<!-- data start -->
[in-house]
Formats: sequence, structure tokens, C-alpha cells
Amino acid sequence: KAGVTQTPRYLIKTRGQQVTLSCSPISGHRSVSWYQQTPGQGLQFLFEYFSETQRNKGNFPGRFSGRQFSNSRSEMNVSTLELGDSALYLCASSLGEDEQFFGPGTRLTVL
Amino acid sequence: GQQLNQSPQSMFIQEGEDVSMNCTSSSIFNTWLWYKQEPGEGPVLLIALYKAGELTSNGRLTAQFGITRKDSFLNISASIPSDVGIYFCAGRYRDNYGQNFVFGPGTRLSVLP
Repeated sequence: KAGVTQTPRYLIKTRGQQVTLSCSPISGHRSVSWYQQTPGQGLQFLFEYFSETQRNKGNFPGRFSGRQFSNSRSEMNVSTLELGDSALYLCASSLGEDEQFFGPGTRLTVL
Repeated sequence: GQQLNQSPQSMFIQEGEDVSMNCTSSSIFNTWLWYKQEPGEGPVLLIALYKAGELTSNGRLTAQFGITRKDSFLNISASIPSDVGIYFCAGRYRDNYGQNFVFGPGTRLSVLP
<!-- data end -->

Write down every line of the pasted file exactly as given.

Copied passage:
[in-house]
Formats: sequence, structure tokens, C-alpha cells
Amino acid sequence: KAGVTQTPRYLIKTRGQQVTLSCSPISGHRSVSWYQQTPGQGLQFLFEYFSETQRNKGNFPGRFSGRQFSNSRSEMNVSTLELGDSALYLCASSLGEDEQFFGPGTRLTVL
Amino acid sequence: GQQLNQSPQSMFIQEGEDVSMNCTSSSIFNTWLWYKQEPGEGPVLLIALYKAGELTSNGRLTAQFGITRKDSFLNISASIPSDVGIYFCAGRYRDNYGQNFVFGPGTRLSVLP
Repeated sequence: KAGVTQTPRYLIKTRGQQVTLSCSPISGHRSVSWYQQTPGQGLQFLFEYFSETQRNKGNFPGRFSGRQFSNSRSEMNVSTLELGDSALYLCASSLGEDEQFFGPGTRLTVL
Repeated sequence: GQQLNQSPQSMFIQEGEDVSMNCTSSSIFNTWLWYKQEPGEGPVLLIALYKAGELTSNGRLTAQFGITRKDSFLNISASIPSDVGIYFCAGRYRDNYGQNFVFGPGTRLSVLP